A leading advocate of the use of quantitative methods in history, he received the Nobel Prize in Economic Sciences (with Douglass North) “for having renewed research in economic history by applying economic theory and quantitative methods in order to explain economic and institutional change.” He was a distinguished professor at the University of Chicago and director of the Center for Population Economics there (see obituary). His extraordinary range of inquiry included economics, history, medicine, physiology, demography, and statistics. He will be profoundly missed.
Ronald Coase and Ning Wang recently published the book, How China Became Capitalist. Douglass North describes the book as "a major contribution to the whole literature on economic change as well as on China." Chenggang Xu comments, "one of the greatest works in economics and in studies of China." Coase and Wang discussed some of the book's ideas in an opinion article in the Wall Street Journal on April 6, 2012. They summarized the work in an article in Cato Policy Report. A Wall Street Journal review commented, "...readers will be rewarded with a better and deeper understanding of the most extraordinary transformation in modern economic history." The book is available in English in hardcover, paperback, and
In China an abridged version just published by China CITIC Press has already sold 50,000 copies. The publisher also offers a free online version in Chinese. German, Japanese, and Italian translations of the book should be available by the end of 2014.
The Journal of Law and Economics has published a special issue, Markets, Firms, and Property Rights: A Celebration of the Research of Ronald Coase (Vol. 54, No. 4, November 2011). The issue includes papers by three Coase Institute workshop faculty: Gary Libecap, Dean Lueck, and Sam Peltzman, and four Coase Institute workshop alumni: Xiaofang Chen, Lennon H.T. Choy, Sebastian Galiani, and Zhimin Liao.
ELINOR OSTROM, 1933-2012
The Ronald Coase Institute is deeply saddened by the tragic death of Elinor Ostrom on June 12, 2012. We lose a director of our Institute, a dear friend, and a brilliant and generous scholar. She will be profoundly missed.
Time Magazine named Elinor Ostrom in 2012 as one of the 100 most influential people in the world. She was a Nobel laureate in economics, a distinguished professor of political science at the University of Indiana, and co-founder of the Workshop in Political Theory and Policy Analysis there. She served on the board of directors of the Ronald Coase Institute.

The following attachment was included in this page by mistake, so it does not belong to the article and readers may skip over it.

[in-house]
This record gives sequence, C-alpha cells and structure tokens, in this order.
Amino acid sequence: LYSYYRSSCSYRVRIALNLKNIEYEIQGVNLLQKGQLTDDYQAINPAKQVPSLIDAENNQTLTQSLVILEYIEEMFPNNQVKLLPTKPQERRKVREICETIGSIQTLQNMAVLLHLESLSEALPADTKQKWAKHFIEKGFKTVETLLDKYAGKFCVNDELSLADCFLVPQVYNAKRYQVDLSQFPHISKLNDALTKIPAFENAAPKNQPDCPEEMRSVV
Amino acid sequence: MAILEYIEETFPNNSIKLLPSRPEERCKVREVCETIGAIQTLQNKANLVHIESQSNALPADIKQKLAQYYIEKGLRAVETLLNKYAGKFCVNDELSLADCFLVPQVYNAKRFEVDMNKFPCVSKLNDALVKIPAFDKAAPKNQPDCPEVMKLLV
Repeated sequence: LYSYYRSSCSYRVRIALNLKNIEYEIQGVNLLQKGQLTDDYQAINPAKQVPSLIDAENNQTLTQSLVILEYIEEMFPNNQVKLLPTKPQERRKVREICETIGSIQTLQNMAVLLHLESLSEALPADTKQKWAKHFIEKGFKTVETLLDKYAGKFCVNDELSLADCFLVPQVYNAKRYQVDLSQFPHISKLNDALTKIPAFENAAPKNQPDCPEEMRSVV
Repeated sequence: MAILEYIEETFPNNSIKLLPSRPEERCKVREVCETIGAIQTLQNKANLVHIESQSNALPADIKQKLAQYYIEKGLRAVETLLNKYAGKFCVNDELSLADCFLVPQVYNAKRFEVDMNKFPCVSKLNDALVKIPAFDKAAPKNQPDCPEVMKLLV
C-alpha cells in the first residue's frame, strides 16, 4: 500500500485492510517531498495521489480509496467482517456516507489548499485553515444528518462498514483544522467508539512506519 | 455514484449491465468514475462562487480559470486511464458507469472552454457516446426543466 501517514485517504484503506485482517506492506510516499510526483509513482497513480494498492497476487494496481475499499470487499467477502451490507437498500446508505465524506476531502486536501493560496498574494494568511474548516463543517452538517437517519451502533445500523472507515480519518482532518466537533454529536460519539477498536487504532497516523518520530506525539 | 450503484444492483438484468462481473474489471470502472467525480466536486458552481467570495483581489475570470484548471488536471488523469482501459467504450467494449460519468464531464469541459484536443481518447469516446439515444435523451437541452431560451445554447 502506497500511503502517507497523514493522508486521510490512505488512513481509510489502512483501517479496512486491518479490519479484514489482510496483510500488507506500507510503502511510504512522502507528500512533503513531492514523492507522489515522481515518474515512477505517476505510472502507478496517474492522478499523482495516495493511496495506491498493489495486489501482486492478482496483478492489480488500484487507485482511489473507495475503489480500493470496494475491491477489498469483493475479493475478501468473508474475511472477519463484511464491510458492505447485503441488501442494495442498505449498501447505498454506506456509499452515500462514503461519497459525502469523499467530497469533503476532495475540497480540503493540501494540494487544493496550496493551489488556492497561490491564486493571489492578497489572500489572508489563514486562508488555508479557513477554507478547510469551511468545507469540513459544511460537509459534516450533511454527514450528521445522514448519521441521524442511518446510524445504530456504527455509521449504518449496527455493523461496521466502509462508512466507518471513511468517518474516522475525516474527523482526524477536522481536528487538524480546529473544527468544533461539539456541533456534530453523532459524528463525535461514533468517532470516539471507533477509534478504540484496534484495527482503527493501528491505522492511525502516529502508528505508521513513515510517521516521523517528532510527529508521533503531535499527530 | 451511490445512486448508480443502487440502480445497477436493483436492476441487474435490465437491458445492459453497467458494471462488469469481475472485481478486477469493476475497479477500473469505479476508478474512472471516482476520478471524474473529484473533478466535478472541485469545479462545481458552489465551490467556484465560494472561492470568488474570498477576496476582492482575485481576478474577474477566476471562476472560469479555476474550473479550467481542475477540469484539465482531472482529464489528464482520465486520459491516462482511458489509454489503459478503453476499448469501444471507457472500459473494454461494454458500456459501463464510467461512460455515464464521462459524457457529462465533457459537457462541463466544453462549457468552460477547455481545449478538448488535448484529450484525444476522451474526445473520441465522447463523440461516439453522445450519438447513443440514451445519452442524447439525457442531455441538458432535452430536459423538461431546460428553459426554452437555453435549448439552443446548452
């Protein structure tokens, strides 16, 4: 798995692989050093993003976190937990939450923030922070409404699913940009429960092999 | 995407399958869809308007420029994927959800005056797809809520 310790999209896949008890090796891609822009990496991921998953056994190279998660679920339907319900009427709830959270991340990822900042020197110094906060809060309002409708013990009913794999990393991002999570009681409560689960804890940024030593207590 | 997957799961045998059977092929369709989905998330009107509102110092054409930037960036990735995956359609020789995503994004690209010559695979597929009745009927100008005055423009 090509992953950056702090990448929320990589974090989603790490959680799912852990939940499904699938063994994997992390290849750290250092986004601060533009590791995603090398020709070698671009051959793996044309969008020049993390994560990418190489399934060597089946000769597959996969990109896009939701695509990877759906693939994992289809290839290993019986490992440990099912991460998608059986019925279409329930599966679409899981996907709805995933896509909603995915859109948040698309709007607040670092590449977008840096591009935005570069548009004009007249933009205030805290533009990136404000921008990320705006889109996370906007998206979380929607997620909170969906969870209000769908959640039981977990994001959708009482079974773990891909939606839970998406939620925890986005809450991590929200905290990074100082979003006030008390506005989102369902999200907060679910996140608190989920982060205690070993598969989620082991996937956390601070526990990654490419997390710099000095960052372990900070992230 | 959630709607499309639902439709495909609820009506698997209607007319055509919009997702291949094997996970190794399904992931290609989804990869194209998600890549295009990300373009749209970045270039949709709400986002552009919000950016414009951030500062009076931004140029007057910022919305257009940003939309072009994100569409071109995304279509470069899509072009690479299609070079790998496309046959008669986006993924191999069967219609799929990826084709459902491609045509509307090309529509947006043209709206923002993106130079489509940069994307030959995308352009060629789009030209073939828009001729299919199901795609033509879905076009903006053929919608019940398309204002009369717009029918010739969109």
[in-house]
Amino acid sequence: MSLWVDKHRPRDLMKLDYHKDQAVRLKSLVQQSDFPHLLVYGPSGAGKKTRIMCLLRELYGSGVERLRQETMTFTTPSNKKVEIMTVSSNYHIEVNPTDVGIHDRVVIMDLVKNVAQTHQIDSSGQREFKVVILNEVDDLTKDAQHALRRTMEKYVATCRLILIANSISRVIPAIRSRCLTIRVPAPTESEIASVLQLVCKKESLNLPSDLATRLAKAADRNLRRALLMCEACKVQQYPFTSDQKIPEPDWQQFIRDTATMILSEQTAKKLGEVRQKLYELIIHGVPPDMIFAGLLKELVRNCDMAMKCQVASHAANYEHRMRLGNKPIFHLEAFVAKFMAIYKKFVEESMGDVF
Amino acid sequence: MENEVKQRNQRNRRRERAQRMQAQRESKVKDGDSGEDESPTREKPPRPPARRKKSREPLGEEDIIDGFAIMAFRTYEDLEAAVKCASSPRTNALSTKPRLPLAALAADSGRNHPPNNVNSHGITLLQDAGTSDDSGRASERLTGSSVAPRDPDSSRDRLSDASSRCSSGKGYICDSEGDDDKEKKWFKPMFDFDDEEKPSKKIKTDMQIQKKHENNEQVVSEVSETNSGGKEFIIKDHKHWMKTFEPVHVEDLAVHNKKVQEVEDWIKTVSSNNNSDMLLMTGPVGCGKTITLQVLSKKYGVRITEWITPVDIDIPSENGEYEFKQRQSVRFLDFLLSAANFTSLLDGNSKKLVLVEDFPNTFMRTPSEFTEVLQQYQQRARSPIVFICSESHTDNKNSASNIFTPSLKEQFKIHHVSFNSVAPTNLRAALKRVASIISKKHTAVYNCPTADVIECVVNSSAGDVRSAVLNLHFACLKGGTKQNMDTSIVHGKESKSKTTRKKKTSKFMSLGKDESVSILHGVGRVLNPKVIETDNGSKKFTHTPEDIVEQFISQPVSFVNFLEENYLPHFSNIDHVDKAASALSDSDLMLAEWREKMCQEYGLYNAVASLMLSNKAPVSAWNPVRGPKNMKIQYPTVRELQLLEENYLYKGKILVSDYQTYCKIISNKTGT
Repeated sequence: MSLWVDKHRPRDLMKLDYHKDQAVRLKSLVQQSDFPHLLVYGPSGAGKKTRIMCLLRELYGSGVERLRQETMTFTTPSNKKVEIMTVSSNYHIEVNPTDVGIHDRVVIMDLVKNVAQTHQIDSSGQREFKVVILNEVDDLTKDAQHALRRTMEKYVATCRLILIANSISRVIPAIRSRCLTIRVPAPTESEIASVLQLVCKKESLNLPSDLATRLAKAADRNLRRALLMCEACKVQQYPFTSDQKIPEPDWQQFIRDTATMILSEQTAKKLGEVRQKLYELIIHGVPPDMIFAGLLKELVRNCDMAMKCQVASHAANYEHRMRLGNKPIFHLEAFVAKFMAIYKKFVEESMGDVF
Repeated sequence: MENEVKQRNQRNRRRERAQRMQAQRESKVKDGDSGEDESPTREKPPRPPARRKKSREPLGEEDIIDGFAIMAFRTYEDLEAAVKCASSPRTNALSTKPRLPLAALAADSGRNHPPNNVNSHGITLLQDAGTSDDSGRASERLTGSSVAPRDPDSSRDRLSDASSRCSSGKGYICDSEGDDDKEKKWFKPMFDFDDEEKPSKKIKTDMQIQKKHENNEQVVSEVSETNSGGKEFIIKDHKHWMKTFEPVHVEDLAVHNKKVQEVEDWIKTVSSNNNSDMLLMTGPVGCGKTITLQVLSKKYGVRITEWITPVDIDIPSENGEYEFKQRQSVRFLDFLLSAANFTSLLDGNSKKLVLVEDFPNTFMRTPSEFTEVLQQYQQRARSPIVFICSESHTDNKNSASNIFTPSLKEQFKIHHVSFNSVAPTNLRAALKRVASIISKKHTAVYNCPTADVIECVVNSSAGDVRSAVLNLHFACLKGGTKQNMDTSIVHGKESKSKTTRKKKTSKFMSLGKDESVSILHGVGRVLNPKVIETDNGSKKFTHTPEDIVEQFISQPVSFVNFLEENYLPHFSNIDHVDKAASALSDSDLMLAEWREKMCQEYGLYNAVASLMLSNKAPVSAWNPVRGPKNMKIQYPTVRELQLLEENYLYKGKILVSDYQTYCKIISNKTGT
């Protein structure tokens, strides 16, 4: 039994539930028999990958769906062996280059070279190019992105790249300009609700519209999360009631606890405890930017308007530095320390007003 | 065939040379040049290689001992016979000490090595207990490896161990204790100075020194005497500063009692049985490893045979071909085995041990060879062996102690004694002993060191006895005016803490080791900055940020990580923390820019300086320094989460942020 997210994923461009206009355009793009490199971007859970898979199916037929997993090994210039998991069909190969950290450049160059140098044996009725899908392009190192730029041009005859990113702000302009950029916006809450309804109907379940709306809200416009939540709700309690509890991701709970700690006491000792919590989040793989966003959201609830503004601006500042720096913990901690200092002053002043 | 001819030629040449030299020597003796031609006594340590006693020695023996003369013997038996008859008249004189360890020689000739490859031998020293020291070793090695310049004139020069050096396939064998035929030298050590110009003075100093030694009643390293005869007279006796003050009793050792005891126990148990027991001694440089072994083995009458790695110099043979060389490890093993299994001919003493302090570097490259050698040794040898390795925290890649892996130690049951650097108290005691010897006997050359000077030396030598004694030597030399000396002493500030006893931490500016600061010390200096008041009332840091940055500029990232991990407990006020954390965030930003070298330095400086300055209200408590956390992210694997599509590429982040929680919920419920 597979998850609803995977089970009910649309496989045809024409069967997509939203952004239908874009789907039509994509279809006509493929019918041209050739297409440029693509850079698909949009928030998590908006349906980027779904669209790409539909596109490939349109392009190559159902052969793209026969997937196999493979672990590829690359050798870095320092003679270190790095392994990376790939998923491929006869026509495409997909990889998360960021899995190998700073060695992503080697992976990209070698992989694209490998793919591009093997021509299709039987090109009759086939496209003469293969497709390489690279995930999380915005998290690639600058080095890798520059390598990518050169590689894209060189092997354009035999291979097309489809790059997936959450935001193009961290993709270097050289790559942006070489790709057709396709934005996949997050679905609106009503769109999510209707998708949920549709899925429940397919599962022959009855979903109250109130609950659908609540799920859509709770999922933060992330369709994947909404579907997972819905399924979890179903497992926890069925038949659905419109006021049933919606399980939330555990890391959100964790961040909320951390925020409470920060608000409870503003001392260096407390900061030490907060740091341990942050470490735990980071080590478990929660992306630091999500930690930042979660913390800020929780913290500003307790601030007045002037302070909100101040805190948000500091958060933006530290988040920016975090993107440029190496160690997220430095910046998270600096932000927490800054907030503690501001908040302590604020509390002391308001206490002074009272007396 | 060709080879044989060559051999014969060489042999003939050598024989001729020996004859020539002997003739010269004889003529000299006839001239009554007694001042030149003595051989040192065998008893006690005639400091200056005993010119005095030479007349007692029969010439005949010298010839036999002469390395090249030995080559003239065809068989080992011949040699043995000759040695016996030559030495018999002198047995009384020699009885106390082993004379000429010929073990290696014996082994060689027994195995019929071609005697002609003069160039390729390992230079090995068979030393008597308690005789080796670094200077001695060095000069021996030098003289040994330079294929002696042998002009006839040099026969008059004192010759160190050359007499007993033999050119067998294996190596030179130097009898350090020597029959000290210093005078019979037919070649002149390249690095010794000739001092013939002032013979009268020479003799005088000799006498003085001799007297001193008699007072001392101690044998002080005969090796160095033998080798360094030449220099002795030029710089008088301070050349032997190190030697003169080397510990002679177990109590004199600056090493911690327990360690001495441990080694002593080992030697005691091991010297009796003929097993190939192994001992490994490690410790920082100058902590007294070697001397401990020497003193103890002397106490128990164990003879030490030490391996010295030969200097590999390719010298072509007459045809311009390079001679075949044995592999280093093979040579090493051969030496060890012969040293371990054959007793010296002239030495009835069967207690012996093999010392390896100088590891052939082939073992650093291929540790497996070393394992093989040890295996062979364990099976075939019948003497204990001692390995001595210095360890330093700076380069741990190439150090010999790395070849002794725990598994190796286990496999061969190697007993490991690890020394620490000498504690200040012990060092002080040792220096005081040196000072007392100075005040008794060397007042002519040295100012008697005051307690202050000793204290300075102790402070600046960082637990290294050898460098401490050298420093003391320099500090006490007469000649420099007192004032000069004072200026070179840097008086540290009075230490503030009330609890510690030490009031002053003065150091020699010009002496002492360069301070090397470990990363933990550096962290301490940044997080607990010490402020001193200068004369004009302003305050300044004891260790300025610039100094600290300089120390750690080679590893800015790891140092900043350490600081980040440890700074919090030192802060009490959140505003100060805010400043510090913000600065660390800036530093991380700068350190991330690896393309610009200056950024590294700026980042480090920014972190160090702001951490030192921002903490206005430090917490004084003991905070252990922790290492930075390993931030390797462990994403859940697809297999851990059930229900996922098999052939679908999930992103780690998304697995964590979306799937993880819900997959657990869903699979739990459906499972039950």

The State University of New York at Buffalo honored Ronald Coase May 12, 2012 at a conference that paid tribute to his innovative work. The State University of New York also awarded an honorary doctorate to him.
Ronald Coase spoke by video at the annual Beijing Finance and Economics Conference on December 15, 2011. At the CAIJING Annual Conference 2012: Forecasts and Strategies in Beijing, he discussed the foundations of China's economic transformation in recent decades, and its current lack of a well-functioning market for ideas.
Ronald Coase celebrated his 100th birthday on December 29, 2010. The occasion was honored in Beijing by a conference titled "Coase and China." Over 150 leading economists of China attended.
Speakers discussed his influence on China, his life and thought, his work in institutional analysis, his thoughts on law, and his impact on China's reform. Ronald Coase addressed the conference via live video from Chicago.
The 2009 Nobel prize in economics was awarded to Elinor Ostrom "for her analysis of economic governance, especially the commons" and to Oliver Williamson "for his analysis of economic governance, especially the boundaries of the firm."
A great day for new institutional social sciences.
Elinor Ostrom and Oliver Williamson have generously served as faculty members for the Ronald Coase Institute workshops.
Elinor Ostrom is in addition a board member of the Institute. Three other Nobel laureates are directly associated with the Institute's work: Ronald Coase as research adviser and faculty member, Douglass North as board member and faculty member, and Kenneth Arrow as board member.